By Kathyrn Chaney
In January 2013, the government of the United Kingdom announced its intention to hold a referendum deciding whether they will leave the European Union. The referendum is expected to be held at the end of 2017. However, according to BBC, the vote could take place as early as May 2016. The referendum has several goals including strengthening the sovereignty of the United Kingdom and increasing economic competition.
Political parties in the United Kingdom have been split over the idea of the referendum. Liberal Democratic parties and the labor party argue against leaving the European Union unless additional power is transferred from the United Kingdom to the European Union. The Independent and Green Party both favor the referendum. The United Kingdom’s news forum Express relayed the controversy surrounding Prime Minister David Cameron’s recommendation to leaders of the Tory party in which he advised them to ignore the opinions of members of the Tory Party who wished to see the United Kingdom leave the European Union. The Prime Minister went on to make the statement that, “If you passionately believe in your heart that Britain is better off outside the EU, then you should vote that way. If you think, even if it’s on balance, I think Britain’s better off in, go with what you think.” Nevertheless, conservatives, who are strong supporters of the United Kingdom leaving the European Union, won the recent election, and the referendum will take place as planned.
According to the Independent, in the first public survey, 45 percent of the polled population were in favor of the United Kingdom leaving the European Union while 36 percent voted against the idea. The survey went further to ask public opinion on the proposed changes connected to the referendum. 56 percent of the polled population commented that they felt the changes did not go far enough and additional adjustments would be needed in the future.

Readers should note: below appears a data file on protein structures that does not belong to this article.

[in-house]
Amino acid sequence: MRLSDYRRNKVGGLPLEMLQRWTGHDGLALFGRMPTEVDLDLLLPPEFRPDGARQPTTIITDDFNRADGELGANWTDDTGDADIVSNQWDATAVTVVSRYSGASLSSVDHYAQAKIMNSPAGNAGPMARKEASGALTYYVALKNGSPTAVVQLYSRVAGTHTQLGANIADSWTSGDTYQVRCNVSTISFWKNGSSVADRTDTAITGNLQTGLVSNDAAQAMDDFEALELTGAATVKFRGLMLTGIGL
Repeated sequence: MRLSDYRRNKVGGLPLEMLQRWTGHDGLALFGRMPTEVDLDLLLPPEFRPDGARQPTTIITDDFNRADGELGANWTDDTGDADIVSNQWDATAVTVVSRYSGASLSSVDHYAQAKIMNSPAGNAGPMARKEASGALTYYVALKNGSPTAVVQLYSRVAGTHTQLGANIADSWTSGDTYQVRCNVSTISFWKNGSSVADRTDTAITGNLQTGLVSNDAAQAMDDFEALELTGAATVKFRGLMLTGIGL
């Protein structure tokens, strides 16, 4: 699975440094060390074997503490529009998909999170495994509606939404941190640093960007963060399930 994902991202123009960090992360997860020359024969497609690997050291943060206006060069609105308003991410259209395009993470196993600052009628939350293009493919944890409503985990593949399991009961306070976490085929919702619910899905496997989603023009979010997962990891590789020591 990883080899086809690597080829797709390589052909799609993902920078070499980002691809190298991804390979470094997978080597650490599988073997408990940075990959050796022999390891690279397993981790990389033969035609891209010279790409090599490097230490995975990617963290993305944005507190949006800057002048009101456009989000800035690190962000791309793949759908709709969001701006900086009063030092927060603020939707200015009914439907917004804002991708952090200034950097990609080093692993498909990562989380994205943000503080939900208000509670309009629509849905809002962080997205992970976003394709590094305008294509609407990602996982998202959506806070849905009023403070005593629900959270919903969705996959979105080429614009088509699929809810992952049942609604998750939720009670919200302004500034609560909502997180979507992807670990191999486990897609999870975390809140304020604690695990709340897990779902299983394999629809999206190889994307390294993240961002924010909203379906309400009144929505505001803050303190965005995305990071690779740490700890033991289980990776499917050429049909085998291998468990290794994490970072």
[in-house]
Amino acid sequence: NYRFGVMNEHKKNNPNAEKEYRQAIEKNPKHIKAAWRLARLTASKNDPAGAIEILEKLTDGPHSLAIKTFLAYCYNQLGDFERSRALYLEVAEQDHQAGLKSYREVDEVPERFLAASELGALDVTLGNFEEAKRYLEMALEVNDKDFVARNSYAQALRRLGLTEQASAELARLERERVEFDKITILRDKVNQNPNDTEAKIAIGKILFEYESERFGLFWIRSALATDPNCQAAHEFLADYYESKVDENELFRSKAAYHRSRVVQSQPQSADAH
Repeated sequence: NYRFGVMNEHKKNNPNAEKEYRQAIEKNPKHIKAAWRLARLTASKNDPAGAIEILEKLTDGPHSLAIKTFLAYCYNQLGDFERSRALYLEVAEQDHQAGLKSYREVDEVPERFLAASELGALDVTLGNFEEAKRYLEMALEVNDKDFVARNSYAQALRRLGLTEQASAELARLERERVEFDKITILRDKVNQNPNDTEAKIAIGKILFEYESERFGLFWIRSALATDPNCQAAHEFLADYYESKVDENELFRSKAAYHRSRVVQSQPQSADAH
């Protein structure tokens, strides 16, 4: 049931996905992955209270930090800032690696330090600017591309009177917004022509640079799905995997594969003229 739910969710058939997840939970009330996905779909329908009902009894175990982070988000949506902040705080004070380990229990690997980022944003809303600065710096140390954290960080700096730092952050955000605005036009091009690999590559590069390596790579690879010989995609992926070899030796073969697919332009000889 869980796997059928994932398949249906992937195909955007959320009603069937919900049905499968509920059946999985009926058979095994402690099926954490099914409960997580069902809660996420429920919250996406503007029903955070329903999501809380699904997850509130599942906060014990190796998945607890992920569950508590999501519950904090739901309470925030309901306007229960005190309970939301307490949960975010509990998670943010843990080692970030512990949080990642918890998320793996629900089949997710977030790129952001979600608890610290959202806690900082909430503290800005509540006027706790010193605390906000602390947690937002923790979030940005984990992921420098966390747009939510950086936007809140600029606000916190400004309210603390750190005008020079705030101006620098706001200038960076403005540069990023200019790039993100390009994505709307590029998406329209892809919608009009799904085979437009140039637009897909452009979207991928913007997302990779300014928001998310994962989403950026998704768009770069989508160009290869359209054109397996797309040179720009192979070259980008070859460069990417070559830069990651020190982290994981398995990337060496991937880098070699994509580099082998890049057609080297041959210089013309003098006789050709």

However, there are consequences to consider when entering the referendum. European response to the potential outcome of the referendum concerns the possible withdrawal of other members. For example, BBC reported Tony Blair’s opinion that if the United Kingdom were to leave the European Union, Scotland would follow suit. For Northern Ireland however, there are different concerns. The leader of the Social Democratic and Labor Party in Northern Ireland, Colum Eastwood, expressed that the United Kingdom’s departure from the European Union is “the biggest immediate threat to the economy of Northern Ireland and to the island as a whole.”
Another aspect to consider is the impact of the severance on the United Kingdom’s Economy. The National Institute of Economic and Social Research suggested in 2004 that leaving the European Union would set back the United Kingdom’s GDP by 2.25 percent. The Centre for Economic Performance also conducted an analysis in which it determined the United Kingdom’s GDP would potentially fall by 6.3 percent to 9.5 percent. It seems it will be important for both the population and the government of the United Kingdom to weigh the positives and negatives when entering the referendum in 2017.